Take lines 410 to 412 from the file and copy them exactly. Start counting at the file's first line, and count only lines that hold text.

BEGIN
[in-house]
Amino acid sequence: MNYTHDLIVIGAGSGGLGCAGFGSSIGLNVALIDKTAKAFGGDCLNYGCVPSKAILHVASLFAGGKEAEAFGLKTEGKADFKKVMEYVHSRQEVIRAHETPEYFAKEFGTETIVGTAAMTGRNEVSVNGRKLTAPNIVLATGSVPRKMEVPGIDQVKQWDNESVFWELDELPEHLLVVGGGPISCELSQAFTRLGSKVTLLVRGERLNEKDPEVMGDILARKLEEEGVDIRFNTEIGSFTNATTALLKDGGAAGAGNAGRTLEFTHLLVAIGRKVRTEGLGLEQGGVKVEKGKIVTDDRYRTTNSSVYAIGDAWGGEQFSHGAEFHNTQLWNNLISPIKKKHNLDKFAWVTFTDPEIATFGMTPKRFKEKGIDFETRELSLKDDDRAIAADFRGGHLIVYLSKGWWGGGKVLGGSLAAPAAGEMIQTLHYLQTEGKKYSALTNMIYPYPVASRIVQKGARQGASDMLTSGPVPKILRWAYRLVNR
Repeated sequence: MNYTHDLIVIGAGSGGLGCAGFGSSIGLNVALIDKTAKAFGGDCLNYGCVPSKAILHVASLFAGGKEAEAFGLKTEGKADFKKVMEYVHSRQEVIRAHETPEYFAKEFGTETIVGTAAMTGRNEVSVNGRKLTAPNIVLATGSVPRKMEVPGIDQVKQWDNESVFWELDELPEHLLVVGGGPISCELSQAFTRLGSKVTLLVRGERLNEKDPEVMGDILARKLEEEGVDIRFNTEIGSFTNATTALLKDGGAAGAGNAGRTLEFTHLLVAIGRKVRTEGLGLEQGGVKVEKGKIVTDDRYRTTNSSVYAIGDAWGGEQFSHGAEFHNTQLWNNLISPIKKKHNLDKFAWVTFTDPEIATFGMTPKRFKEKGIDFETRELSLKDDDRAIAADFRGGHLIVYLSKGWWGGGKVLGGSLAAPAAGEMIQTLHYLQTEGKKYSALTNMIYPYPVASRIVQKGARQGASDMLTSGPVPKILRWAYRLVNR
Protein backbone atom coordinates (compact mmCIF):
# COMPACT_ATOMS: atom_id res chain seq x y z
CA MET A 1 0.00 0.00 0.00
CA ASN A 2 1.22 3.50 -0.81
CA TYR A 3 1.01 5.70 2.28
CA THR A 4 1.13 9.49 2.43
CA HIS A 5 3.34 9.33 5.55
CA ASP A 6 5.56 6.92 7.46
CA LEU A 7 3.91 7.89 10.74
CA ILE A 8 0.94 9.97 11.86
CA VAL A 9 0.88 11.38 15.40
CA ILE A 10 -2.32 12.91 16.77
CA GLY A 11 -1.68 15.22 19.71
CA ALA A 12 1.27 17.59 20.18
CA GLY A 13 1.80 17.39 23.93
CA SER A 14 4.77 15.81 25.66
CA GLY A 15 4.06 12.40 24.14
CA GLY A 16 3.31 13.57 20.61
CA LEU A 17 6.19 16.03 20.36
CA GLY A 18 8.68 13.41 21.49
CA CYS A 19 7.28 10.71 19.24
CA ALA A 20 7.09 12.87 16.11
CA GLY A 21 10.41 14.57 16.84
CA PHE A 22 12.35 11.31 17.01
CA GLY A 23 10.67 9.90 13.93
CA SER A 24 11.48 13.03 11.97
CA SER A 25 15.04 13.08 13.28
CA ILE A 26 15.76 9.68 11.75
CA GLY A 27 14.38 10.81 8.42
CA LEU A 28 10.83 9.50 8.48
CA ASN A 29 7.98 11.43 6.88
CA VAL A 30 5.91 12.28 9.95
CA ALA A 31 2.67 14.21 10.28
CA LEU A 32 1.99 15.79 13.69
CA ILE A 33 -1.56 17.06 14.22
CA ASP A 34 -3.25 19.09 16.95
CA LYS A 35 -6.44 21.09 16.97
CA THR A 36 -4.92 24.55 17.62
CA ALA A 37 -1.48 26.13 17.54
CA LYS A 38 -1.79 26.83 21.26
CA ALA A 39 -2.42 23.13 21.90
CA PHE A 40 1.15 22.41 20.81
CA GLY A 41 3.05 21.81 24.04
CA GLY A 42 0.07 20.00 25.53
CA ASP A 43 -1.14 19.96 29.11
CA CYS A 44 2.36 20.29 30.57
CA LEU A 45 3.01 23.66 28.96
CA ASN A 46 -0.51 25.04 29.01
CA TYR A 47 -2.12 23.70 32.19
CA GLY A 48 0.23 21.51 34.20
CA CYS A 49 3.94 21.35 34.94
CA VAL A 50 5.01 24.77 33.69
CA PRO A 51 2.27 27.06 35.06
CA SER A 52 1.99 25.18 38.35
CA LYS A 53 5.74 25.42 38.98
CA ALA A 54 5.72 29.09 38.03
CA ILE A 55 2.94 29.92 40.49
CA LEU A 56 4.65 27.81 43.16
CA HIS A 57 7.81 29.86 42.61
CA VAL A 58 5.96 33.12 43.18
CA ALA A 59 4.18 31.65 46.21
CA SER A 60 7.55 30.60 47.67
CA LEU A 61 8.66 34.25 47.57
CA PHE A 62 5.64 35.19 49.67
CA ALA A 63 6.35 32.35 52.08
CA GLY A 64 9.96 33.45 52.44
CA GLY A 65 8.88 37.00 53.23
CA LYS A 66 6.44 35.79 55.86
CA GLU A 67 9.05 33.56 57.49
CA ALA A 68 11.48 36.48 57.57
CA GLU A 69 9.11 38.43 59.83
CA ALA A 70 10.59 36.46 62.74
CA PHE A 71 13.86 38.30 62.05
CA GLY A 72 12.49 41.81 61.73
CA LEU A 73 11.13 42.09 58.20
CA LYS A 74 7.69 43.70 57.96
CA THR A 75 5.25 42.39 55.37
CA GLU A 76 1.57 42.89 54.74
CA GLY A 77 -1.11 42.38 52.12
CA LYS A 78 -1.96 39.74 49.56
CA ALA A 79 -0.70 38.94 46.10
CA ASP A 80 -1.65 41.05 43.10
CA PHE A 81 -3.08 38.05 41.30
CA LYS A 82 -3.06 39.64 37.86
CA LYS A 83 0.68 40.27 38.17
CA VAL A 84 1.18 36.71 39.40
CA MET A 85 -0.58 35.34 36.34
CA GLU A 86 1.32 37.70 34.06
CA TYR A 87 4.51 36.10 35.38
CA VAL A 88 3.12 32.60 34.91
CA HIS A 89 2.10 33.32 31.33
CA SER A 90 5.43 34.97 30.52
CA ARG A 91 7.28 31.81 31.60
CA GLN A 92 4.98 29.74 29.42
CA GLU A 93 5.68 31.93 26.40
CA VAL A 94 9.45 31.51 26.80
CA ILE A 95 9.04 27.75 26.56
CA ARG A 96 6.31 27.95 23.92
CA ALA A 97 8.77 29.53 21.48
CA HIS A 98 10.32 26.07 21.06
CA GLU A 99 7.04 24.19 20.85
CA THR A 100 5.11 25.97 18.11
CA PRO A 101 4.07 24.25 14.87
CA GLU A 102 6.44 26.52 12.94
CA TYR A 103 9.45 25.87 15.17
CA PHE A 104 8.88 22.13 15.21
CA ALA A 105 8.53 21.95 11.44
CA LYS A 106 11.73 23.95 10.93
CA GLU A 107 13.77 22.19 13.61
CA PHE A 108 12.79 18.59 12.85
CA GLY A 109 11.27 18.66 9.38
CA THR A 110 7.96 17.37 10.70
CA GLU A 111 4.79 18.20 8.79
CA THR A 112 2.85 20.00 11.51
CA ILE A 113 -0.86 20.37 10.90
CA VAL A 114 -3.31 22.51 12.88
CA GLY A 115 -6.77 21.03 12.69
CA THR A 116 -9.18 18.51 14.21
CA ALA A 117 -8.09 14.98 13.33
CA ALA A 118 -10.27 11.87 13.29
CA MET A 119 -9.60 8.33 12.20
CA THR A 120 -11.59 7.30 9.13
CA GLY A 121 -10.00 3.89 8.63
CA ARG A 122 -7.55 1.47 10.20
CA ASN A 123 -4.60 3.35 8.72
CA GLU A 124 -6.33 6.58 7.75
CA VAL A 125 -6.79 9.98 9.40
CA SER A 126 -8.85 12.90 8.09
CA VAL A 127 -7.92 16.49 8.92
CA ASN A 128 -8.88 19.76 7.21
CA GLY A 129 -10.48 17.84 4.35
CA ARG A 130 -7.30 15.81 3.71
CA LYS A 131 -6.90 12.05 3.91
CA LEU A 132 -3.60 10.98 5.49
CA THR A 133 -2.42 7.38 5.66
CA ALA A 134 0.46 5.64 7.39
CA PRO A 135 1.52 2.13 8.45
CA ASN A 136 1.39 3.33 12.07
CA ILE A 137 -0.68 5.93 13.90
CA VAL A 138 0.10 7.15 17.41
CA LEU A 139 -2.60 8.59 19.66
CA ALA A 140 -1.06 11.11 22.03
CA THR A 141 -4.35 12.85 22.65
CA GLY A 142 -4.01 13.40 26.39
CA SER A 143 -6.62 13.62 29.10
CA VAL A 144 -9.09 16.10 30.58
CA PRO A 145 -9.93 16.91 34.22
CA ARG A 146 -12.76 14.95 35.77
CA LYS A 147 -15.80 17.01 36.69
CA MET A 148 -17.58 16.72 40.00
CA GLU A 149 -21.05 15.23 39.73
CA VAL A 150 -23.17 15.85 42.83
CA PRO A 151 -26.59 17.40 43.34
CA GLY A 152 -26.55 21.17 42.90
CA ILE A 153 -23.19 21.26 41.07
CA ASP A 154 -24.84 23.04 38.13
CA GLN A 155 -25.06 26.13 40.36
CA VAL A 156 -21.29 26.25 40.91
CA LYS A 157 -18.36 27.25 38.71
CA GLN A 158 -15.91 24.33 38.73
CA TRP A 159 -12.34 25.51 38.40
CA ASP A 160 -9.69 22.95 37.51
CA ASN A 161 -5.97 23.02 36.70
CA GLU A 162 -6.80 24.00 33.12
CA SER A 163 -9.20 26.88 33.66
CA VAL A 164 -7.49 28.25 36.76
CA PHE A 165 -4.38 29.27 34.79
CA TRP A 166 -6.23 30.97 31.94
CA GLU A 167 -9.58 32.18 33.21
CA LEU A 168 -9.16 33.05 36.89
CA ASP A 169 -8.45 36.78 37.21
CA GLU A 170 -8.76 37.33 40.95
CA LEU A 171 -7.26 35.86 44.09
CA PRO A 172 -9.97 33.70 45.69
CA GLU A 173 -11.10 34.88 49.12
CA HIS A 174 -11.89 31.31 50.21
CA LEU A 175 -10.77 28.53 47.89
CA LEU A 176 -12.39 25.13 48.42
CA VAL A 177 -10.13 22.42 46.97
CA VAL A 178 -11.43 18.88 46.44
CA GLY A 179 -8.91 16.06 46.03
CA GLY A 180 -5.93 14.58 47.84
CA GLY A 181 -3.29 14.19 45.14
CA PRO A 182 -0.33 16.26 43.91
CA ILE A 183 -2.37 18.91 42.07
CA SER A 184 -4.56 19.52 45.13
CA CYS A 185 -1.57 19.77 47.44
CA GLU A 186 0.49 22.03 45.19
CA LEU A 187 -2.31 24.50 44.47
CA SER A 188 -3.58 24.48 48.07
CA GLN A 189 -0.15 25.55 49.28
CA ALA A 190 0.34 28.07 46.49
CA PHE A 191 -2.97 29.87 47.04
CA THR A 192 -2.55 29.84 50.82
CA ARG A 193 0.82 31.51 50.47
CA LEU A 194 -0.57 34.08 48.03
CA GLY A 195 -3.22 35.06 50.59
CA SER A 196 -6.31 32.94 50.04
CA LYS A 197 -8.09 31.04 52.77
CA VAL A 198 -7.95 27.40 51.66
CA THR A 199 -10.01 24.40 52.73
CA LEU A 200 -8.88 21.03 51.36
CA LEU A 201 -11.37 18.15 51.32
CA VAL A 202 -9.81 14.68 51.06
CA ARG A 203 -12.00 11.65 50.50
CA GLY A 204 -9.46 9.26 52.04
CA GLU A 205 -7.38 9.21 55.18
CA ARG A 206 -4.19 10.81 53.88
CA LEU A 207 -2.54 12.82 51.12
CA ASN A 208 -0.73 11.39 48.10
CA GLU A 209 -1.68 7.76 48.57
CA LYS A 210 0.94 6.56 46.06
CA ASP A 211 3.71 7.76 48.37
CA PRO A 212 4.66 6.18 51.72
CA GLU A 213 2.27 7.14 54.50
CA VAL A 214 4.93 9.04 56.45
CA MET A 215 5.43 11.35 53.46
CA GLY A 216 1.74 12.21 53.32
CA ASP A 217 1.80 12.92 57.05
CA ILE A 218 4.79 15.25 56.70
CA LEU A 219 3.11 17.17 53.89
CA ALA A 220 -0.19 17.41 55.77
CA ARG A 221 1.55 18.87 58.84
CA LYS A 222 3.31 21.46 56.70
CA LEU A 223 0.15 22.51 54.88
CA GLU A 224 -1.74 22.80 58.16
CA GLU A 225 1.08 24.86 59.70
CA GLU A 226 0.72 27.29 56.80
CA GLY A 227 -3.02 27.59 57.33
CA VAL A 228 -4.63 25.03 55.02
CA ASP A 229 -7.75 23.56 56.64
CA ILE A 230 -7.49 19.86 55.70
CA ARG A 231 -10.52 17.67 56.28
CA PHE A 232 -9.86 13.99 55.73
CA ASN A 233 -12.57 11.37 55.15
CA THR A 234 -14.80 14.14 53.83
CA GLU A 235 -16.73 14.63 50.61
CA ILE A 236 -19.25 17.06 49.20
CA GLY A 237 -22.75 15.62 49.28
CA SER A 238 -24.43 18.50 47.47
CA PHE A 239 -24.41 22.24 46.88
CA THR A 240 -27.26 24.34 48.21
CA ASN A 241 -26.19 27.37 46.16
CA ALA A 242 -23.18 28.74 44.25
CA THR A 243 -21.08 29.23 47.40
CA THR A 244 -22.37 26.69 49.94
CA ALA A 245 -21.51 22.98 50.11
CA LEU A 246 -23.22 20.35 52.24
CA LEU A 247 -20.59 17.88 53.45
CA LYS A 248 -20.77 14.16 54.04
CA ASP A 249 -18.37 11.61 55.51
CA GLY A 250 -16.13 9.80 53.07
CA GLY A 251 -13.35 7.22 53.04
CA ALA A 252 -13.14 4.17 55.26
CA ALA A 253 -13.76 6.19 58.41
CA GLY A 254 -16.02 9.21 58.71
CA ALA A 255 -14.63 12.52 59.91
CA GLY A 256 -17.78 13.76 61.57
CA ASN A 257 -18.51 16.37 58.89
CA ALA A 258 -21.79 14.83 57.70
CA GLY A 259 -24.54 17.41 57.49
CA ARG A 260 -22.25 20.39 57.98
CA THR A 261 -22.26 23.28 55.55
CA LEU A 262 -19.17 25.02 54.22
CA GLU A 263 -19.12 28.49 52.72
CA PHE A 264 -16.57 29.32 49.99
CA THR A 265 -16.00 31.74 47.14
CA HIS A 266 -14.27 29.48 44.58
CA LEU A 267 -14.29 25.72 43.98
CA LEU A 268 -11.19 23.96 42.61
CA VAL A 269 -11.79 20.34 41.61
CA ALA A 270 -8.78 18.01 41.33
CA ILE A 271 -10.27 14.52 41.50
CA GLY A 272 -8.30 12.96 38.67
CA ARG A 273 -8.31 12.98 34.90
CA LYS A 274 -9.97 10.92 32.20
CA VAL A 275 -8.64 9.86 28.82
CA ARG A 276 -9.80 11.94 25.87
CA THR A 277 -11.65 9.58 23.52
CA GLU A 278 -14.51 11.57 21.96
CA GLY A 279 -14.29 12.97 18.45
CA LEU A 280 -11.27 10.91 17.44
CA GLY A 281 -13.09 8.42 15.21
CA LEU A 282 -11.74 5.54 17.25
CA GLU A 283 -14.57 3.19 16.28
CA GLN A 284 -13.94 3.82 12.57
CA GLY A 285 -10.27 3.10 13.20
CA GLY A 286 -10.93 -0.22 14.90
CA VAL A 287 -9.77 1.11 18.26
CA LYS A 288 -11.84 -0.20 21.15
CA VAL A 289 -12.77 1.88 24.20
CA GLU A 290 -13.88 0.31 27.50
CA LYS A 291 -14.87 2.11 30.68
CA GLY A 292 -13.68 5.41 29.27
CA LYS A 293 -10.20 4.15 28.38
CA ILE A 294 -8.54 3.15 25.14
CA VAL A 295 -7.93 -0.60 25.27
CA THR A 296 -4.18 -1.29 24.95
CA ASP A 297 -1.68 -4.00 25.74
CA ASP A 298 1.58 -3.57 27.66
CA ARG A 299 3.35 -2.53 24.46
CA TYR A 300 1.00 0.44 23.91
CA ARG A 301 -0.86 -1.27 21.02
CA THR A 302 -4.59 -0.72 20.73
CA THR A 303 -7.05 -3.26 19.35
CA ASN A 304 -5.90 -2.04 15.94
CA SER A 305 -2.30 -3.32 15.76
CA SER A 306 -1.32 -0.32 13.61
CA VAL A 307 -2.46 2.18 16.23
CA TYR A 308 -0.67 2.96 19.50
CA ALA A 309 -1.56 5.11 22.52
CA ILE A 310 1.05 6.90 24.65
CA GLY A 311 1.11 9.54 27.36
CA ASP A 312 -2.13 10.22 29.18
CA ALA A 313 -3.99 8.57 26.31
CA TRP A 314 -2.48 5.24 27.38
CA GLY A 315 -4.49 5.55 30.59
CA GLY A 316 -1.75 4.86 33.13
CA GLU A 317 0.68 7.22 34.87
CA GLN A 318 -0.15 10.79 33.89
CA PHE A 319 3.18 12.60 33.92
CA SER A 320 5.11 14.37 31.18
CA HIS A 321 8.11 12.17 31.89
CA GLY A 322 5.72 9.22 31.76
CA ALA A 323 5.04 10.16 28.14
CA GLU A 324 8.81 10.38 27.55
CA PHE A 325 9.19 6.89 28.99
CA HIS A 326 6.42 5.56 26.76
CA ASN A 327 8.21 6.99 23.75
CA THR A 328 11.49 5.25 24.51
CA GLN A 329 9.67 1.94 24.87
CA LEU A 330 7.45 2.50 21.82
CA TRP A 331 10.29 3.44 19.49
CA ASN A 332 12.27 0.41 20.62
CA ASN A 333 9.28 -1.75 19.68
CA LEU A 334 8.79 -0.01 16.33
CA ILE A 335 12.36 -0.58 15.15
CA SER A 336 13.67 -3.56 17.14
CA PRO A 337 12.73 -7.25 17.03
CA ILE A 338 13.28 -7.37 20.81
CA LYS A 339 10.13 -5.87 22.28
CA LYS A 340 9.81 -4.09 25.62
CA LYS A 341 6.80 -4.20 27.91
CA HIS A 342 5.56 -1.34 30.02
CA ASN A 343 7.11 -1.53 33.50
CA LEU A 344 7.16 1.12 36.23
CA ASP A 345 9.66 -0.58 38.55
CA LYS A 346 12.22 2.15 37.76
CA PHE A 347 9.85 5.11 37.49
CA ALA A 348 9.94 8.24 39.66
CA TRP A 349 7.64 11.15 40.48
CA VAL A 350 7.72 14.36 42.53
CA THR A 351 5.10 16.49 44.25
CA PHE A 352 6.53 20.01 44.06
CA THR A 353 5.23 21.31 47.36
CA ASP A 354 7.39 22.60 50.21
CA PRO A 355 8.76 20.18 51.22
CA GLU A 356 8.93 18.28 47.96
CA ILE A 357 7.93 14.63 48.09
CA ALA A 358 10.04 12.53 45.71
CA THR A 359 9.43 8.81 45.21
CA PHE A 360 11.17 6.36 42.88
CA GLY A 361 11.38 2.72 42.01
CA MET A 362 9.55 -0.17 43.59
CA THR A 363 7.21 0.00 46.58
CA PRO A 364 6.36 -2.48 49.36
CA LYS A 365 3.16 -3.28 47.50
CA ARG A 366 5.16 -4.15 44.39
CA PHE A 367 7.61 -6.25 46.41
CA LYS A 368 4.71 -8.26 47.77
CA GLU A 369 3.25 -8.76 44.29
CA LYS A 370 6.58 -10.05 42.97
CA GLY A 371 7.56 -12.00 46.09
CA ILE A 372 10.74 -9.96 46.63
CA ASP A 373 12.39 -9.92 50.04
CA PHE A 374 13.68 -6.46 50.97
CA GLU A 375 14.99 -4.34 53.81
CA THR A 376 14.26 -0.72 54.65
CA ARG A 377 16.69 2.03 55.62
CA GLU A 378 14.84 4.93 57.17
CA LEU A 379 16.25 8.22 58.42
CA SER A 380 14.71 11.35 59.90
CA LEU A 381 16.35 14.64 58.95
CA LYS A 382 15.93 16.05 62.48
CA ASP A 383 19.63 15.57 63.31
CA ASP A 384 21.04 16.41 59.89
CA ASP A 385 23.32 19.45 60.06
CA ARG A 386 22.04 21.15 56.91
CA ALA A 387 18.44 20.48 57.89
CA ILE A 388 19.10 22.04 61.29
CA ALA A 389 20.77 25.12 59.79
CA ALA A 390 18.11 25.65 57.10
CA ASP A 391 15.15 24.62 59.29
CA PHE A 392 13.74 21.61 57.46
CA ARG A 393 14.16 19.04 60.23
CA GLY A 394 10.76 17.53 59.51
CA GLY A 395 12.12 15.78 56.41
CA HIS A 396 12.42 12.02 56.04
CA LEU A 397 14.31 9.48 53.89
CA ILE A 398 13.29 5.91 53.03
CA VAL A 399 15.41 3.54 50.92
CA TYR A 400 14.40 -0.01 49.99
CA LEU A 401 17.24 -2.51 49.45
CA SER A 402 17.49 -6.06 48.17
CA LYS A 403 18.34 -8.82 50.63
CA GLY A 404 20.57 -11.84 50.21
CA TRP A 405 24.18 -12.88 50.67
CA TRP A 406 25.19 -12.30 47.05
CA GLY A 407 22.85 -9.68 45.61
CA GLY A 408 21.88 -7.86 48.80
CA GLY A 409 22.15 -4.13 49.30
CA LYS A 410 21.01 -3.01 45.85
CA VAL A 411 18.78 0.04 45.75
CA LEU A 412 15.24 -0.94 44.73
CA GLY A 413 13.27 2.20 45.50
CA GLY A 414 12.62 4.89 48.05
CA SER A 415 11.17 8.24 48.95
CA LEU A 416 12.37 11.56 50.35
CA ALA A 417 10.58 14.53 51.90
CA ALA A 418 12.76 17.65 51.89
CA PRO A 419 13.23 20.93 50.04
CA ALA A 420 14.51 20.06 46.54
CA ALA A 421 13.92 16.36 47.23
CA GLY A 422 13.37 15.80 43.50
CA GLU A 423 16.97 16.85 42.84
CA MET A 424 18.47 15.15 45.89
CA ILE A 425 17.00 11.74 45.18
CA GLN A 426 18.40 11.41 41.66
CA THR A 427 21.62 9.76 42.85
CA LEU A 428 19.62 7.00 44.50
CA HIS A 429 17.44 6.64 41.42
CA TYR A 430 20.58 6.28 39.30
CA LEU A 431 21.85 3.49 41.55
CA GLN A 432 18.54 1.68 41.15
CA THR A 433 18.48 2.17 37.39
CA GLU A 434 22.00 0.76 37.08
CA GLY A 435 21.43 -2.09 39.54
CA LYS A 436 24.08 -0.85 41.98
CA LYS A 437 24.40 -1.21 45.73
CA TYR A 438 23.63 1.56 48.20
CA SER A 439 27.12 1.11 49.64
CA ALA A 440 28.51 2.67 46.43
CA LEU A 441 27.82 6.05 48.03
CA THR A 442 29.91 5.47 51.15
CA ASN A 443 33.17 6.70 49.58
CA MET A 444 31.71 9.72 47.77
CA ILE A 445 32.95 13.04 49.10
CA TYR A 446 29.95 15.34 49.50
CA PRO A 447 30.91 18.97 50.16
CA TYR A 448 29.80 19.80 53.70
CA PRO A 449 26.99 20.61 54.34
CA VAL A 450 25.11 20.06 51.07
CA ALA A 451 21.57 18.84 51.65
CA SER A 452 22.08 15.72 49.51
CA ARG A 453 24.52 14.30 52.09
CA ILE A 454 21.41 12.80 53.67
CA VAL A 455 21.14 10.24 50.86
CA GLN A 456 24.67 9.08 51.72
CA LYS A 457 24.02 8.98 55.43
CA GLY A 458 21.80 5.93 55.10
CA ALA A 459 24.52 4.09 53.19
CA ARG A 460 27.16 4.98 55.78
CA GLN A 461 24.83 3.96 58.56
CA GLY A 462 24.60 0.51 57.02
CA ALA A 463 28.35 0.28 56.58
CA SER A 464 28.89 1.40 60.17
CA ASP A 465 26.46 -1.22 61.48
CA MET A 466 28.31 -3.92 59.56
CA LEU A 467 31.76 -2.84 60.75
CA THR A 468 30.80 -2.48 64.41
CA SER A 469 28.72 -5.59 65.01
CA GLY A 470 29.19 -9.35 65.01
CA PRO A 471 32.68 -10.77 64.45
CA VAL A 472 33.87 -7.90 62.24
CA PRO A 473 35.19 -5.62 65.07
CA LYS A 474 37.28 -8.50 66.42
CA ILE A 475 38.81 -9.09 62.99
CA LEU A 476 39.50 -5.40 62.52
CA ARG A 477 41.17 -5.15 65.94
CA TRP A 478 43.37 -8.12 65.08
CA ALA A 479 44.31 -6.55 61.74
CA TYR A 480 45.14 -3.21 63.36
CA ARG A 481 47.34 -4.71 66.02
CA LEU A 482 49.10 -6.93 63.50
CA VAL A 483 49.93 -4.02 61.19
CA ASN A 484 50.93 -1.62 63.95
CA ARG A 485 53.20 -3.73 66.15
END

CA TRP A 405 24.18 -12.88 50.67
CA TRP A 406 25.19 -12.30 47.05
CA GLY A 407 22.85 -9.68 45.61